Applications Videos

Historic Properties

Properties For Sale

About the Commission

Browse By Topic

Local History



The First National Bank Building

The twenty-story 1926 First National Bank is one of only two surviving skyscraper office buildings that date from the initial period of high rise building in Charlotte.  That initial period  occurred early in the 20th century before the onset of the Great Depression.  The building is the second oldest surviving skyscraper in the city,1 and the tallest and arguably most ornate high rise commercial building in the uptown area that predates World War Two. The steel-framed building faces east along South Tryon Street just 100 feet from the Square.  The building sits on a level, narrow site.  When it was built, the First National Bank Building was bordered by low-rise commercial buildings that obscured the lower stories of the north and south elevations. 



The building consist of a principal tower and a full-height rear wing.  The wing is set back from the north and south elevations allowing the building's facade to be the dominant elevation.  The tower is divided into three sections: a three-story base, a thirteen-story middle section, and  a four-story section with clipped corners that crowns the building.  


The building exhibits ornamental details  over its considerable  height, but much of the building’s ornamentation is concentrated in the building’s tall  base section.  The building's foundation is clad in black granite.  Unlike the gray limestone that was used to clad the majority of the tower, the base section’s façade is covered with colorful yellow, red, and pink-tinged porous sandstone.  The base section of the building  is pierced by  two entrances.  The northernmost entrance is the larger and more ornate of the two and gives access to a bank lobby.  The entrance is recessed and sheltered by a half-round arch supported by classical columns carved into the sandstone.   The arch itself is richly carved depicting squirrels, owls, beehives, vines, and floral and geometric forms.  The ceiling of the archway is composed of panels depicting scenes of thrift and industry.  The archway is filled with doorway set in a bronze framework of windows featuring a cable moulding that is mirrored in sandstone on the outer edge of the arch.  A doorway centered in the bronze framework is surrounded by sandstone and features richly embossed bronze doors. The doors consist of panels decorated with figures depicting commerce, industry government and medicine.


The secondary entrance gives assess to the elevator lobby for the tower.  This recessed entrance is clad in marble with a black and  white marble floor. This entrance is sheltered by a bronze-clad awning decorated with applied swags and scroll brackets.  Above the awning, two sets of original casement windows pierce the three-story base.  Above a simple triangular bed moulding, the building's base section is capped by a gray sandstone cornice featuring modillions carved in the shapes of the head of Mercury as well as lions and other beasts.  The cornice features a low relief floral freeze decorated with beehives.  Above the freeze is a balustrade featuring carved acanthus leaf decoration. While not grandiose, the exuberant details and use of different stone finishes found on the base section of the building may have been influenced by the influential Beaux Arts movement.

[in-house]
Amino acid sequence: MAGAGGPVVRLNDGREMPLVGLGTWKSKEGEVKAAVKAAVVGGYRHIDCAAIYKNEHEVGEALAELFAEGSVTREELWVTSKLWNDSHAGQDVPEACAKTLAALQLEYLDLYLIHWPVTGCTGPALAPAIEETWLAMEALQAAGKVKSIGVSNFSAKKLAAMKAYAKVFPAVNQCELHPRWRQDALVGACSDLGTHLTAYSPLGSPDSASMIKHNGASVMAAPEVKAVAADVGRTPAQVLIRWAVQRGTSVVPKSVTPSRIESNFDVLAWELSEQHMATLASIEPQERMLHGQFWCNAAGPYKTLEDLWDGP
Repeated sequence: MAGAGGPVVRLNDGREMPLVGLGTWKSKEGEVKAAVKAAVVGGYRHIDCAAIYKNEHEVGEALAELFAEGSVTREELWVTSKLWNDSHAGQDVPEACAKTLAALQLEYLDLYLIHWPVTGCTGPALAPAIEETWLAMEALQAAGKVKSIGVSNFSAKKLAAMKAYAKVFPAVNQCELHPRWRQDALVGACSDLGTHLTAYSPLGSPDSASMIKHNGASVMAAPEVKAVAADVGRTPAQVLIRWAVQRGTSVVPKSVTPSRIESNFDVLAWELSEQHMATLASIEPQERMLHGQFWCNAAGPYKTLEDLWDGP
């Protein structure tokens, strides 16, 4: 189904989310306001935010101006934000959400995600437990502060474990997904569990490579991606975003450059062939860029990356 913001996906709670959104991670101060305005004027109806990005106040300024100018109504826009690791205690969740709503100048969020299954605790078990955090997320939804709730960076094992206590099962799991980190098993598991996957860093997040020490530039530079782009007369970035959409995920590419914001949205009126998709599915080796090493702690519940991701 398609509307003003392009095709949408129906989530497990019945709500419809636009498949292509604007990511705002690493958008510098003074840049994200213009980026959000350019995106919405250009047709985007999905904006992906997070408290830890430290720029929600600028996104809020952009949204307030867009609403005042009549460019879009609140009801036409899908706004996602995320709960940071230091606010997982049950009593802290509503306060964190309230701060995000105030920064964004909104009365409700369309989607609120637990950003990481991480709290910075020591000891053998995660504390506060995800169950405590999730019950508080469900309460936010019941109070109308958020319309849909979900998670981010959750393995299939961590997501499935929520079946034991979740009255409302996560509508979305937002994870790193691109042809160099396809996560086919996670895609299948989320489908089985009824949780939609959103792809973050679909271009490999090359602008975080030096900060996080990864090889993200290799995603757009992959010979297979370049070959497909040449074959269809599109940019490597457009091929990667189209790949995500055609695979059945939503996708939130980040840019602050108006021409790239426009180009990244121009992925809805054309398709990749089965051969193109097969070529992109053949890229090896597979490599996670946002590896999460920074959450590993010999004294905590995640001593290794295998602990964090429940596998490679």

The middle thirteen stories are six bays wide and five bays deep.  The first of the thirteen stories is differentiated from the rest  by a cornice featuring a dental bed moulding, and moulded window casing.   The next eleven stories are identical.  Each metal-framed window, and the plain stone panels above and below them, are slightly recessed emphasizing the verticality of the building.  Ornamentation again appears on the top story of the middle section with exaggerated stone corbels supporting a row of stone half-pinnacles.  Between the corbels, each window is topped by a row of three flower medallions.  Above the medallions is a triangular bed moulding topped with an angled nailhead band.  The corners are topped with decorative stone beehives with pyramidal caps resting on a gabled corbelled base.  The north and south elevations are much plainer with subtle corbelling to delineate the sections.

The top four floors have the appearance of being set back from the lower elevations, however it appears that this is an illusion reinforced by the middle section's deeply corbelled cornice and the clipped corners of the top section.  The windows in the facade of the top section are also slightly more  recessed than those below.  At the top of the section, the facade's four window bays are topped with half-round arches separated by corbels supporting five lion heads.  The carved heads accent a moulded cornice that runs below a pediment featuring a round cartouche, and Romanesque corbelling.  The clipped corners are framed by three-quarter-round columns.  The side elevations mimic the features of the facade in low relief, minus the carved lion heads.




The rear wing of the First National Bank building is distinctly plain when compared to the ornate architecture of the tower.  A full twenty stories, the wing is seven bay deep and capped with terra cotta tile.  Fenestration on the  south elevation of the rear wing is limited because of the bank of elevators located against that wall. 


When the building was completed in 1926, it enclosed  160,000 square feet 2 among its twenty stories.  Some sections of the elevator lobby and the bank lobby appear to be original to the building.


1) Dr. Dan Morrill, "Charlotte Skyscrapers," 2004.

2) "Route VII.  Uptown Walking Tour Part 2,"